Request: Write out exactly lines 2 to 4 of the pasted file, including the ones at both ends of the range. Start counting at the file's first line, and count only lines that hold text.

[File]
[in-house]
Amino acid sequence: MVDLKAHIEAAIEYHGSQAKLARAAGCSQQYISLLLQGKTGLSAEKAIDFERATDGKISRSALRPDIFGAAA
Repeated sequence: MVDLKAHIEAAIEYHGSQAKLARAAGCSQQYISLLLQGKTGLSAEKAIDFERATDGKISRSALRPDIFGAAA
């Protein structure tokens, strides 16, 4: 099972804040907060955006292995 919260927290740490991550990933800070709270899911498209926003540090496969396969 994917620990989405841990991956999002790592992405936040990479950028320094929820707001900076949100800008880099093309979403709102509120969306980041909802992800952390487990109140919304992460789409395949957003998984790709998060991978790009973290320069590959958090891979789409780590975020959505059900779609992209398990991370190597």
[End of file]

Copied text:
Amino acid sequence: MVDLKAHIEAAIEYHGSQAKLARAAGCSQQYISLLLQGKTGLSAEKAIDFERATDGKISRSALRPDIFGAAA
Repeated sequence: MVDLKAHIEAAIEYHGSQAKLARAAGCSQQYISLLLQGKTGLSAEKAIDFERATDGKISRSALRPDIFGAAA
């Protein structure tokens, strides 16, 4: 099972804040907060955006292995 919260927290740490991550990933800070709270899911498209926003540090496969396969 994917620990989405841990991956999002790592992405936040990479950028320094929820707001900076949100800008880099093309979403709102509120969306980041909802992800952390487990109140919304992460789409395949957003998984790709998060991978790009973290320069590959958090891979789409780590975020959505059900779609992209398990991370190597």